truth:
your brakes are made for braking and are a LOT cheaper to replace than your transmission

extra:
engine braking IS a valuable skill to have in case of brake failure, especially since most modern 'emergency brakes' use the same hydraulic system as the regular brakes.


Why do you think engine braking significantly damages the transmission?

Obviously engine braking is of little benefit if you need to stop, but it is absolutely the correct thing to use when adjusting your speed when approaching a roundabout or corner and you need to take a few mph off - it is no better or worse for your transmission than driving - it's the same forces, just in the opposite direction.

Dropping down a gear or two when approaching standing traffic puts your transmission under no more stress than accelerating would, saves your brakes, and means you are in the correct gear to accelerate should conditions allow. And it's less effort - if you were slowing from, say 40 mph to 15mph you would need to change gear anyway Smile
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Misha
Site Owner



Joined: Aug 02, 2006
Posts: 704
Location: McLean, VA, USA

PostPosted: Tue Apr 07, 2009 8:17 am Reply with quote Back to top

IB, I think Simpy was addressing exactly what he wrote - using transmission instead of brakes when this is uncalled for by driving conditions - exactly like breaking to stop before the red light, and he did not mean casual engine breaking to adjust the speed. And btw those several extra shifts down per occurrence WILL put some extra strain on transmission...

In the past I spent some time on American car forum populated by teen drivers, and it is amazing how many myths and misconceptions are circulated there as an obvious truth, probably because of the lack of driver education.
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arun
Driver
Driver



Joined: Dec 25, 2009
Posts: 100

PostPosted: Tue Jan 05, 2010 10:16 am Reply with quote Back to top

Myth should always remain as Myth. Its a saying that Truth alone triumps. Engine brake is not a necessary factor as long as brakes do their work .
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EYEAM4ANARCHY
New member



Joined: Jan 11, 2010
Posts: 5
Location: Las Vegas, NV

PostPosted: Mon Jan 11, 2010 10:37 pm Reply with quote Back to top

This is somewhat nitpicky, but engine breaking and down shifting are two completely different things.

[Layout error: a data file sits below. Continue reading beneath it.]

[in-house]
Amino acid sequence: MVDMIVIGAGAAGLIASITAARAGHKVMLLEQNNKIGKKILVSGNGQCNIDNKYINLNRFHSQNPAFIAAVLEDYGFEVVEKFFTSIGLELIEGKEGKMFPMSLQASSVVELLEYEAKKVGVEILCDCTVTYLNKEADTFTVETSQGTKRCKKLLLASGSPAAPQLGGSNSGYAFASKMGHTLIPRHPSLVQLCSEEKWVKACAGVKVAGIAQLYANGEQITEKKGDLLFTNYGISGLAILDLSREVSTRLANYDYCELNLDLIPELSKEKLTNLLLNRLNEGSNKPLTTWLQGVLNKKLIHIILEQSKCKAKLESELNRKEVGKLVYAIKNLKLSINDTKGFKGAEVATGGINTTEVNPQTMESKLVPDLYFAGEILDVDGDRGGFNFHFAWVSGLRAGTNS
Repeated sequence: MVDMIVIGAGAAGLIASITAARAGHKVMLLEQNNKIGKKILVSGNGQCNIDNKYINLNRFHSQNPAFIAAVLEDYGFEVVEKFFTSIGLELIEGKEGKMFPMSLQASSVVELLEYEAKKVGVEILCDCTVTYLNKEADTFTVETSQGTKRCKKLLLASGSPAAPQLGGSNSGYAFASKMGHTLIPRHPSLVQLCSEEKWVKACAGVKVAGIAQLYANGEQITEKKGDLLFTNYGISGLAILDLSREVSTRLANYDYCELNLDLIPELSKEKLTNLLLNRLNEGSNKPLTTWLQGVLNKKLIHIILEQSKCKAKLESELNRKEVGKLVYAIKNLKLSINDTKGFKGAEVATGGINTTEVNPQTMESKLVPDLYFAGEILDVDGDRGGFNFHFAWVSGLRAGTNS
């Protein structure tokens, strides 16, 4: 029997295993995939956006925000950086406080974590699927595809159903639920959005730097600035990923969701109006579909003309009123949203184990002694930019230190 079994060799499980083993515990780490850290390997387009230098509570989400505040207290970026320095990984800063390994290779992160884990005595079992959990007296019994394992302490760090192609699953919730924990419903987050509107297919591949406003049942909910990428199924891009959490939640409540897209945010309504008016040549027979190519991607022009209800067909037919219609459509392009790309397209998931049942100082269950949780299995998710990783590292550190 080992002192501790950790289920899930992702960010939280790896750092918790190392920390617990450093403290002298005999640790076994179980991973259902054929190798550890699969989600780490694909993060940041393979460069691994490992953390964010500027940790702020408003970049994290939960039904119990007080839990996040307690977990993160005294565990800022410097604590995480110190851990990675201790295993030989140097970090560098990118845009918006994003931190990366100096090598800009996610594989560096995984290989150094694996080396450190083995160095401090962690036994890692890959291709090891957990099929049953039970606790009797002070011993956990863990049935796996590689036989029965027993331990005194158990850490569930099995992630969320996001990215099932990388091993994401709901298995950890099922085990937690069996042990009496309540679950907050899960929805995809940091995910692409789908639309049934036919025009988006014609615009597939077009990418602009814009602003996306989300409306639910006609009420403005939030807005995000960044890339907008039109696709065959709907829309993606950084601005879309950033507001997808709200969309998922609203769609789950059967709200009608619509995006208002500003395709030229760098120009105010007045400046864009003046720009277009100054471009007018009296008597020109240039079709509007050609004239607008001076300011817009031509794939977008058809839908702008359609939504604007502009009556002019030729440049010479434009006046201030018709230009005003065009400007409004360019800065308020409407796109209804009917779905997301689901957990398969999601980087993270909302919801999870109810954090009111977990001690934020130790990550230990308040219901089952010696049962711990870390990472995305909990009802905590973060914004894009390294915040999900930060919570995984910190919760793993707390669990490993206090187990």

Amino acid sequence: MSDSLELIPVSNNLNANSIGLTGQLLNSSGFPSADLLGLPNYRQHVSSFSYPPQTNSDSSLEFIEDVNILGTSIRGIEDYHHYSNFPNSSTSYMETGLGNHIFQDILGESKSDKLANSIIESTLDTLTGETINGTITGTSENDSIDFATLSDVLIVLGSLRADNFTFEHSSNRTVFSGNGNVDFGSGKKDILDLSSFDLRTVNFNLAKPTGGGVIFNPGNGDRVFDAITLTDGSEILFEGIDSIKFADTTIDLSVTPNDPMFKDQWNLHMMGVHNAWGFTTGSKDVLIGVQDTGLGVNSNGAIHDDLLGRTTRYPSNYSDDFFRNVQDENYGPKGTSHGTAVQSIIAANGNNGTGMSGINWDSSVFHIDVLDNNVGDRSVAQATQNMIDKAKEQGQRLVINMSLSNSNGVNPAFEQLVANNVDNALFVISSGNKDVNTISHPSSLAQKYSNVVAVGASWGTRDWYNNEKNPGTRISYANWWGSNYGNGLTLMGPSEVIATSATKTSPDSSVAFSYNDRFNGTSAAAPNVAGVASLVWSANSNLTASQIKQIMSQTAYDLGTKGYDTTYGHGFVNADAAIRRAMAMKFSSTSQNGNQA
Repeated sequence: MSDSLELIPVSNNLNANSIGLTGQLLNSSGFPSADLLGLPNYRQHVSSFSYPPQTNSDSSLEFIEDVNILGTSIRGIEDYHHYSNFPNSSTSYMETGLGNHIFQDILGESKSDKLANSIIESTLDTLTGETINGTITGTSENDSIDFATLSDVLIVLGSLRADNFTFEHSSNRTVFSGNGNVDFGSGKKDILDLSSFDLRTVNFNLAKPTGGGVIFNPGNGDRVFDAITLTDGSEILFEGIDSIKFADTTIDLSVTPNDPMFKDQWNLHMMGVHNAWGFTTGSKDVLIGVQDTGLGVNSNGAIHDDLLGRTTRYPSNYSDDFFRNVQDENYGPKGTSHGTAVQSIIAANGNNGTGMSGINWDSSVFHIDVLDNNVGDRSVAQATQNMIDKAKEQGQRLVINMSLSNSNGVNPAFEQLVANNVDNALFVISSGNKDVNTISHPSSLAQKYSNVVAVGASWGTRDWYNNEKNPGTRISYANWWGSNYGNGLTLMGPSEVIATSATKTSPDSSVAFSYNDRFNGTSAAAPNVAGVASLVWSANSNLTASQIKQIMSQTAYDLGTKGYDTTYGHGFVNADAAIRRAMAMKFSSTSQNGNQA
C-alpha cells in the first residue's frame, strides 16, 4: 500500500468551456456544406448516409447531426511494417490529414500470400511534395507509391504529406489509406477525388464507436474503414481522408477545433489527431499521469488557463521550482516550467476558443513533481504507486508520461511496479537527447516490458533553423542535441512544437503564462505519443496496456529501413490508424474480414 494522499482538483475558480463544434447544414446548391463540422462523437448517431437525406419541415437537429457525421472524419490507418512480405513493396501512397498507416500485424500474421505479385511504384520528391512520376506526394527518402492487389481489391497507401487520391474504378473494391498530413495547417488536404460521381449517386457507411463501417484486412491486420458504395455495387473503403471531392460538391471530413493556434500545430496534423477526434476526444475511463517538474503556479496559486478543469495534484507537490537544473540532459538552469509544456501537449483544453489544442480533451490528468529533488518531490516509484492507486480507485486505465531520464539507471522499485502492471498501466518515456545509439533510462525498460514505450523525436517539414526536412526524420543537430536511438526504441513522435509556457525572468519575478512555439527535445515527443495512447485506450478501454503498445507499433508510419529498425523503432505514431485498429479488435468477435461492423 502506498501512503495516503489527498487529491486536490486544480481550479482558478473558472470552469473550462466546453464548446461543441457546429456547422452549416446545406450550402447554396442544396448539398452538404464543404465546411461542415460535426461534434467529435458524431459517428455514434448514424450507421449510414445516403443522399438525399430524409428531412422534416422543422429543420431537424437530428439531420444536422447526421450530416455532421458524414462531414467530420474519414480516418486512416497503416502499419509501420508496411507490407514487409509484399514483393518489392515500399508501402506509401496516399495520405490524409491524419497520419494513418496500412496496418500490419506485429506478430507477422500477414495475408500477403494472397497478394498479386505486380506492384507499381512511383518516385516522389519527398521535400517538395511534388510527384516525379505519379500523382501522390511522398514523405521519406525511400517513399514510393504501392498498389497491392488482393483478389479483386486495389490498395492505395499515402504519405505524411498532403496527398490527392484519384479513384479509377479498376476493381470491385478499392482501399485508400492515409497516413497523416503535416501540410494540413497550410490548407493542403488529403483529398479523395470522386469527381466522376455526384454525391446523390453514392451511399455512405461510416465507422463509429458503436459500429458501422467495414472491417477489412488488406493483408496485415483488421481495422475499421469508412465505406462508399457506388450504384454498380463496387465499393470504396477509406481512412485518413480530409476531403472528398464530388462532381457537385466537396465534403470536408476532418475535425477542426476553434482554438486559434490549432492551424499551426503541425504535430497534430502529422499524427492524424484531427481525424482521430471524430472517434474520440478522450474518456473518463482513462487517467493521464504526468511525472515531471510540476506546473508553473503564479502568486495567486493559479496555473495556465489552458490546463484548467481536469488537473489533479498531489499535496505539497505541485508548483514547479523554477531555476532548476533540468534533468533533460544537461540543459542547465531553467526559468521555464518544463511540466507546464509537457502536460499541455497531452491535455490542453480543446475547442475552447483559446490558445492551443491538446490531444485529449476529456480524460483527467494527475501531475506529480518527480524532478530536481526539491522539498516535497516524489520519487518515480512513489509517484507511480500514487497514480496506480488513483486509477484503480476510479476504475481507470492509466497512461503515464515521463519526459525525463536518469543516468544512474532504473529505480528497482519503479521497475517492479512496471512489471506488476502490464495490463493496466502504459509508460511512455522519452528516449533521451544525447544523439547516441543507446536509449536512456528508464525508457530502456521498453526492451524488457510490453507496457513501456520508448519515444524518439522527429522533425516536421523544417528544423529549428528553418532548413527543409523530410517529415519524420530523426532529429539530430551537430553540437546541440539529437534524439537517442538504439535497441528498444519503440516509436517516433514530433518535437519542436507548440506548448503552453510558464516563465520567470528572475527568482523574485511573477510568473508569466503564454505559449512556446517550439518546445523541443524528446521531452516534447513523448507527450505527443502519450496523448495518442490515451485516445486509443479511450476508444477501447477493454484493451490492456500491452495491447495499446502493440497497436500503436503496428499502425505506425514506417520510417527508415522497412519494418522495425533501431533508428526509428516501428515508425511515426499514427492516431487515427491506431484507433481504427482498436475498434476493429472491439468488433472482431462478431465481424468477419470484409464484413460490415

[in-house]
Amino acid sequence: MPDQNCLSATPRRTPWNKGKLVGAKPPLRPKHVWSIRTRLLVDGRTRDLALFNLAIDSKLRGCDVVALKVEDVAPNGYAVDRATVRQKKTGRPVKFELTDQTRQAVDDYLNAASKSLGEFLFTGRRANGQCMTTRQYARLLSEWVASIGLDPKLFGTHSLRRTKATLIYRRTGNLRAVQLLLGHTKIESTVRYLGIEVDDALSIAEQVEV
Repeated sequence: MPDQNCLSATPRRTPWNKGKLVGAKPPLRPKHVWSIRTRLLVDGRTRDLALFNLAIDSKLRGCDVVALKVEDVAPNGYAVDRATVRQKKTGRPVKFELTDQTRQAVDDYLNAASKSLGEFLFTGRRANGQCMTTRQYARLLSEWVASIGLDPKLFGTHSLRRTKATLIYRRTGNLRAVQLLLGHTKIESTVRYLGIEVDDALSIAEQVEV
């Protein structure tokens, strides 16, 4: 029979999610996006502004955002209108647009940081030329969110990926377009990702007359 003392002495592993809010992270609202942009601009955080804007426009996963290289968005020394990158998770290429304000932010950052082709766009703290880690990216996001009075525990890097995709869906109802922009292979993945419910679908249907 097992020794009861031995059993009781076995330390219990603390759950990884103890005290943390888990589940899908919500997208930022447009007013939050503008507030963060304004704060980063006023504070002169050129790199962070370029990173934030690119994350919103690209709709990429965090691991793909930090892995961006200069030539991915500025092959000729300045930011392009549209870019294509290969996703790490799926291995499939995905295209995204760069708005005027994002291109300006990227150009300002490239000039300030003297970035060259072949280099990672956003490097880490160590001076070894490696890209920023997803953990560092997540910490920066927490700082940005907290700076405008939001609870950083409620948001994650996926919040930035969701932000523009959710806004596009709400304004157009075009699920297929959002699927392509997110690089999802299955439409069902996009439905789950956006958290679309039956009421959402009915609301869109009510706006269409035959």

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Misha
Site Owner



Joined: Aug 02, 2006
Posts: 704
Location: McLean, VA, USA

PostPosted: Tue Jan 12, 2010 10:14 am Reply with quote Back to top

Hi Kelly, and welcome!

Not sure I see your point. Yes, they are different - yet interrelated, too. Smile
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shauna
Member
Member



Joined: Sep 15, 2010
Posts: 27

PostPosted: Tue Sep 21, 2010 1:19 am Reply with quote Back to top

excellent post. I bookmarked this post. Like this, but myths are always myths. But truth is always truth.
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MonzaSpyderMark
New member



Joined: Oct 15, 2010
Posts: 5

PostPosted: Sat Oct 16, 2010 7:14 am Reply with quote Back to top

Something that hasn't been mentioned is that I think the original poster meant 'Clutch wear' rather than 'transmission damage'.

Thereby make more sense with a much simpler statement. Replacing worn brake pads is cheaper and easier than a worn out clutch disc.

That being said...I personally love to clutch brake over using my brake pads. If you concentrate on matching revs (such as a heel-toe shift) your not wearing the clutch that bad, OR your brake pads.

Here's what I think is could be the biggest detractor to this method...

Your slowing your vehicle down, with NO SIGNAL (brake lights) to other motorists. That could make it hard for other drivers to operate smoothly behind your vehicle.

But alas, it's not like your brake lights don't come eventually.

Sometimes I do have the brakes on and I'm downshifting to help slow the car, much like an automatic tranny which uses some engine compression to slow the vehicle to the point where the torque converter disengages.

Thats from speeds around 55/60 to a complete stop, like you'd find on the Lake Ontario State Parkway, heading from Rochester NY out towards Niagara Fall's